Don't misunderstand me Deb...I like my isolation now and am very comfortable with little concourse between myself and other people, but I know now that nothing can harm me anymore, there is no trial or trouble that can fight and stand against me.

Not because I had some power or might bestowed upon me but because at one point in the past I decided I would stand behind God, let him fight the fight. I was tired and he knew I was tired.

I am still tired today but not tired from anything that may be rising from the child I used to be, I am simply honestly tired, which when I need sleep, is not a bad way to be.

So feel, feel it all. The shit and the sunshine. You are what you are at this moment, not the kid who witnessed a hard scene that still leaves you in nightmares. Look at what troubles you, start at a time in your life before it happened and walk the line of your memory holding the spirit of God close to you and have him explain your fears away, then you will be at peace because it is those explanations only that make sense.

And that is the barest of bones of my story.

Be Well Deborah Pasquella it is your intended place, wellness and wholeness.

Leesa said...

I think the journey is more important than the destination. My suffering has benefited me, though sometimes I just want to be happy all of the time. And that's just not going to happen for me.

I know about falling off the wagon as well. Those with no crosses to bear may not appreciate what they have.

Just_because_today said...

It is hard to even comment on your suffering. Maybe what you don't realize is how well you cope in spite of everything you went through. How much you give to those around you and how little you ask for in return.

Amber said...

That's really heavy stuff, Deb. I want to jump out of your computer and hug you!!

Trashman said...

I grew up watching my dad get arrested on a regular basis. Usually for auto theft. He always beat the rap. Then he beat his wife and kids. Both my parents were alcoholics. I over came that, and became a drug addicted pimp. I guess there was some of that bad apple in me. Now I'm married and have 2 wonderful boys. Somehow I managed to survive childhood and the rest of my youth. You can too. It just takes a little faith and someone that cares standing by you. I think you have both. I went back and read the other story also. Completely fascinating. I ran with some similar people when I lived in Jersey. At the same time it's acrying shame you were treated that way, especially by the teachers. Keep on keeping on.

SJ said...

I guess there is a tendency to see psychological conditions as "diseases" and that you can "cure" them permanently by pills or prayer or whatever. Unfortunately we only have tools to help deal with the trauma not get rid of it completely. I think you are doing great with dealing with the past. <3 <3

Deb said...
This comment has been removed by the author.
Deb said...

Kevin: Thank you... I realize we all have our past traumas which we all learn from and creates who we are today. I’m just trying to cope with the nightmares and the feeling “unsafe” part of it all. I’ve tried extensive therapy, cognitive behavioral techniques and found out, it’s harder for some people to get over traumatic situations like that than it is for others. But I do appreciate what you are trying to explain. I’m working on it! Still on the wagon...sober today!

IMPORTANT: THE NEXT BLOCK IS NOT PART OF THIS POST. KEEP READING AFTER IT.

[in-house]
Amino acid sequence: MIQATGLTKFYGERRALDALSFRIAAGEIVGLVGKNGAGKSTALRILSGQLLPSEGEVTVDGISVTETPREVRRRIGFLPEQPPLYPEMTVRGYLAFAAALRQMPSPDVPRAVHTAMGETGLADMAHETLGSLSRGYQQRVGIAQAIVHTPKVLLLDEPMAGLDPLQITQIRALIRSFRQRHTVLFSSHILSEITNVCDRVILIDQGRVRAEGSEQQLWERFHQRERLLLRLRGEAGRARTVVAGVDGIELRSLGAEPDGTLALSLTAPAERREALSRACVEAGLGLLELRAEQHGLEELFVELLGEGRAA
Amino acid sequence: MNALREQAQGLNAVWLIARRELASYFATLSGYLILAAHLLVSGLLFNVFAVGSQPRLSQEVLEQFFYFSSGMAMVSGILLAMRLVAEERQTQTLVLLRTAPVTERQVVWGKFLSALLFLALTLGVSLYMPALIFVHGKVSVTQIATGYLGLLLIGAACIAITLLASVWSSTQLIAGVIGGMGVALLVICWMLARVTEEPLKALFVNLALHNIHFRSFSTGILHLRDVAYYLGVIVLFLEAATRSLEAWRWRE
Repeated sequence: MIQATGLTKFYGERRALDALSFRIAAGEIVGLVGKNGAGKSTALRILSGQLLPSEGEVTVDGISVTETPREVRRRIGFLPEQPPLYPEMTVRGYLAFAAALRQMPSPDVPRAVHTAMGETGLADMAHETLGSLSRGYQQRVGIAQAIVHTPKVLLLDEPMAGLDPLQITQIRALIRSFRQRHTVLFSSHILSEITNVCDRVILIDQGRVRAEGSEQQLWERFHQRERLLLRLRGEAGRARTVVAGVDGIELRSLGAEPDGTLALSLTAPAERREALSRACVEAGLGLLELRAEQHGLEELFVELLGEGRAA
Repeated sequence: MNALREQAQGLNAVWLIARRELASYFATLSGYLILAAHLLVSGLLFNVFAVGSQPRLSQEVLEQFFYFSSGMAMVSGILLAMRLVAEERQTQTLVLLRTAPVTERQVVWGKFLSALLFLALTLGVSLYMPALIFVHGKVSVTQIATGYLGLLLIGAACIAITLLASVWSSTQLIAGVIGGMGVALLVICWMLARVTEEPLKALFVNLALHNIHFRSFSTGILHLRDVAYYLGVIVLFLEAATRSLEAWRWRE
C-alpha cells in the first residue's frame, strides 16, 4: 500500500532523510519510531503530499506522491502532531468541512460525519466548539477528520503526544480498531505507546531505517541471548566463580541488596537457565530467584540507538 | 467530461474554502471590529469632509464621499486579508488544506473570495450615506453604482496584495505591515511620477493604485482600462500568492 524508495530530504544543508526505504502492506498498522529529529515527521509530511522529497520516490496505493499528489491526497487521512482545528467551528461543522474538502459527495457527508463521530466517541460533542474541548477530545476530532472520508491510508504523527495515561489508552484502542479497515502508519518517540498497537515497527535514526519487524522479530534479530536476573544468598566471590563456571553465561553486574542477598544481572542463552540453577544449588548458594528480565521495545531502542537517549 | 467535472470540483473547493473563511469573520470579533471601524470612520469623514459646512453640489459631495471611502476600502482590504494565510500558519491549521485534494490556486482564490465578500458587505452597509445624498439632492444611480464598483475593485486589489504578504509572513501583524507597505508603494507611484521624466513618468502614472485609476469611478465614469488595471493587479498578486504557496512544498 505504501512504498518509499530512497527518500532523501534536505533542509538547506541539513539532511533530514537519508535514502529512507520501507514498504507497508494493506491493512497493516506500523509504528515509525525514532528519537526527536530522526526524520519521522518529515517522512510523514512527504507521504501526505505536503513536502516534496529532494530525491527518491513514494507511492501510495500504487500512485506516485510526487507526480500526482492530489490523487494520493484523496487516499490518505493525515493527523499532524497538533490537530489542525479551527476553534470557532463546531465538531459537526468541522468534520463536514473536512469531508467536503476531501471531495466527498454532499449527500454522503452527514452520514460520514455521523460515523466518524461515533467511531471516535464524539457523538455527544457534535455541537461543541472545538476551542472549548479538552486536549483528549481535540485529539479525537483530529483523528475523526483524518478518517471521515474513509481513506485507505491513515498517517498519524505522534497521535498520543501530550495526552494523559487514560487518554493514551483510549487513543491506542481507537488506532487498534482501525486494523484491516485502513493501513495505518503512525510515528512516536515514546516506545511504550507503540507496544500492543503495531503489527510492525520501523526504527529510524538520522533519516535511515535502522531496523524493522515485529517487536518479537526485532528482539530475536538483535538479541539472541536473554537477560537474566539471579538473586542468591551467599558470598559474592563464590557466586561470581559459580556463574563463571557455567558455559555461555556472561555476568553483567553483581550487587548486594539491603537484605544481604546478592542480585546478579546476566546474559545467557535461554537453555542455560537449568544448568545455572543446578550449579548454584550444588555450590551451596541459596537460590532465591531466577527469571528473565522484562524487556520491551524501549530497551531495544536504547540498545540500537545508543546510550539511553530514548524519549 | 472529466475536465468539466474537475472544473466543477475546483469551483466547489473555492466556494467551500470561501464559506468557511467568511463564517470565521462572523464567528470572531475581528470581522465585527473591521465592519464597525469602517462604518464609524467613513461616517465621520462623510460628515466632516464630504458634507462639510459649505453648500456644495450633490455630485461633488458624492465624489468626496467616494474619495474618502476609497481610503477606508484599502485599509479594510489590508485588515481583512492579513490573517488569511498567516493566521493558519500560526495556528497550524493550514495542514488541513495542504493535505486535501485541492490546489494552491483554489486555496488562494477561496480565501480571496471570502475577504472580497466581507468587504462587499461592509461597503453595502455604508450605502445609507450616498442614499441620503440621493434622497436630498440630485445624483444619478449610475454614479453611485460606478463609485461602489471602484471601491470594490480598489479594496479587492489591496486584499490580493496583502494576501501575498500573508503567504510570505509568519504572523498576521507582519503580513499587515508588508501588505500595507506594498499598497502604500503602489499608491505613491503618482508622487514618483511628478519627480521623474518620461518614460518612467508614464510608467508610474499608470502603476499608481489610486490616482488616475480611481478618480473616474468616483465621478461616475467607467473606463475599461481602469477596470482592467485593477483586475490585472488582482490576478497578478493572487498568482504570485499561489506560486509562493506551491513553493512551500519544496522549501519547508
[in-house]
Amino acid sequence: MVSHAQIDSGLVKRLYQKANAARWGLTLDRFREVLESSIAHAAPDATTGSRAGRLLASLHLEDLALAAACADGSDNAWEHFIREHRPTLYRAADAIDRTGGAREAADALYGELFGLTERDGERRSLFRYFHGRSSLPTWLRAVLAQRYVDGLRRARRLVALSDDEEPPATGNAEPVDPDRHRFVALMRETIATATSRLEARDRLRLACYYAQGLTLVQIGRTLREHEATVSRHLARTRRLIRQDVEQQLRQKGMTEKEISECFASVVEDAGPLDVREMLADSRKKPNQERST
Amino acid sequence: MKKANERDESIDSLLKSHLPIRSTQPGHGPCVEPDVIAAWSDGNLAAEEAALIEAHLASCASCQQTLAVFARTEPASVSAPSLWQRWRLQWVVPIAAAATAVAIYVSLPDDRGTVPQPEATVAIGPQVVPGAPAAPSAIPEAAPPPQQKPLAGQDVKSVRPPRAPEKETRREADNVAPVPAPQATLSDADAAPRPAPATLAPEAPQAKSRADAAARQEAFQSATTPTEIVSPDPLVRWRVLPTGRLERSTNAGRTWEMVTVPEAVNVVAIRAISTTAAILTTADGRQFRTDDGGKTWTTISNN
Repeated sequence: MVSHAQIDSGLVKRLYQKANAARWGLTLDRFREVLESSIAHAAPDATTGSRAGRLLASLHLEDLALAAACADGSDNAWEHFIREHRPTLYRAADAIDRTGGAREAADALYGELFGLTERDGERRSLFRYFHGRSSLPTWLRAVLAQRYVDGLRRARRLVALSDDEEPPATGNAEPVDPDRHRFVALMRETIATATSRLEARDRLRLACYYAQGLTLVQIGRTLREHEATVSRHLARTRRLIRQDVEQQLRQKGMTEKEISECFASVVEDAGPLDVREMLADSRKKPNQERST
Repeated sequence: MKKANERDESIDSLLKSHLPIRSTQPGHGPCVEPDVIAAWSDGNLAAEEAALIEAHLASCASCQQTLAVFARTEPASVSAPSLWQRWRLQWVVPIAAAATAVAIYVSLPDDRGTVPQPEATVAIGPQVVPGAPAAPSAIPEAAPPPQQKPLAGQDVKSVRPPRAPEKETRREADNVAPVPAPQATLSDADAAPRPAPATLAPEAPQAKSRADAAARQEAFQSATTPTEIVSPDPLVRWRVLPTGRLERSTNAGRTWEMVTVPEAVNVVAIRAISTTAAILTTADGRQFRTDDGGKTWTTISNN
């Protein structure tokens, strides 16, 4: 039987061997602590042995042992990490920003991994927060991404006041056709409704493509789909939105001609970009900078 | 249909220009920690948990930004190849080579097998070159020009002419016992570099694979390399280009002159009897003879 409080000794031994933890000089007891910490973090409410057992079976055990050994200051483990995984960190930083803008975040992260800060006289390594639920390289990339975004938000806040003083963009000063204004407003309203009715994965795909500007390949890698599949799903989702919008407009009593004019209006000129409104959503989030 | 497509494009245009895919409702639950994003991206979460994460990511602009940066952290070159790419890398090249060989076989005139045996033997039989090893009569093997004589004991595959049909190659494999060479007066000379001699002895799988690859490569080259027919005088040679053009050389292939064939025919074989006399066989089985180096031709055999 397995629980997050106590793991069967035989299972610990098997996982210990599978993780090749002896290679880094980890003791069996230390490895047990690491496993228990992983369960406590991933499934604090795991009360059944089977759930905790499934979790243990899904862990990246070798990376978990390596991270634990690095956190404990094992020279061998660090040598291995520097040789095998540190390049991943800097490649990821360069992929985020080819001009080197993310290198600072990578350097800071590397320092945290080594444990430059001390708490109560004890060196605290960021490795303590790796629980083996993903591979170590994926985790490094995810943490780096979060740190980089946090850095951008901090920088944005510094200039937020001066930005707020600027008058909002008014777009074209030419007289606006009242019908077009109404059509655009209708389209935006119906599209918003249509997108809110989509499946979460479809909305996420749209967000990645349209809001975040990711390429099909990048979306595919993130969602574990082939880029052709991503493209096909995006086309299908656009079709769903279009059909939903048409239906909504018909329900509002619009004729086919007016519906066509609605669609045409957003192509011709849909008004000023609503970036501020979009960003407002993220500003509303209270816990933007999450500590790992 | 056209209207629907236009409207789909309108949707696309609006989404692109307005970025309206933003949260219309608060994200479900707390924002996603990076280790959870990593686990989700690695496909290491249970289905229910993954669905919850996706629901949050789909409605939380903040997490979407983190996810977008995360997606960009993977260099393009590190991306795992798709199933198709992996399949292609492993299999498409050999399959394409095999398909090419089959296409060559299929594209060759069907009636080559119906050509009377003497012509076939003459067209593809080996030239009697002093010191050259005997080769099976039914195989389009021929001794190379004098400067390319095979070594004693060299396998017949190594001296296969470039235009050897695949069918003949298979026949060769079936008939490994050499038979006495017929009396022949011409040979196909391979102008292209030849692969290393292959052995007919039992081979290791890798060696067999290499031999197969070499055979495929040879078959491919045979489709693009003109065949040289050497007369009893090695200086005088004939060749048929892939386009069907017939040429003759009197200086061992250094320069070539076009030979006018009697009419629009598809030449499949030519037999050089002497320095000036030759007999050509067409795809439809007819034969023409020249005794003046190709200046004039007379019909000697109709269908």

The Walking Man: Wow, that’s some story. A fifth a night within four hours. I remember a few nights like that myself when I was in a really bad way. And by what you said regarding God: “Let him fight the fight.” That is a very difficult thing for someone to do because it takes a whole lotta’ faith buddy! And for that, I admire you for. I sometimes have a problem doing that and let my ‘control freak alter’ take place and ruin everything that stands in the way of letting go and letting God. Thank you so much for sharing this with me. :)

Leesa: You’re right, the journey is so important. We sometimes forget that though, you know? There’s this story or saying, that if we laid all of our crosses in one big room, mixed them up and went back in to pick out a new cross...we’d pick our own.

Just_because_today: Thank you. I try my hardest but I do have bad days, like everybody else.

Amber: {{accepts your hug}} Thank you!

Trashman: *sigh* Wow... thank you. Also, thank you for referring to the other post, which is important in parallel to this one. You’ve been through a helluva’ lot. And I appreciate you sharing all you did. You made it out alive and you have a loving family that you’re blessed with. Maybe we all go through these things for a reason; maybe to develop character so we don’t fall into certain pits if we were never to go through our traumas of the past. It’s so important to have a support person or someone to back you up when you need to vent - Madelene has been a blessing to me in so many ways. And, yes, those teachers traumatized me because they were so shocked and appalled by the crimes that were committed that they felt the need to talk badly to the students against my parents and those involved. I’ll never forget that. I also remember being on the bus going to school and the news on the radio had informed the people about my parents and what had happened. I nearly died. I never went back to school after that. I developed really bad acne and was made fun of between that, and my parents’ situation.

SJ: You’re right. It will never go away in our minds, but we can try to manage whatever is left. Thanks, SJ!

Dana said...

I just wanted you to know that not only did I read your story, but it touched me deeply as I know so many of these feelings all too well.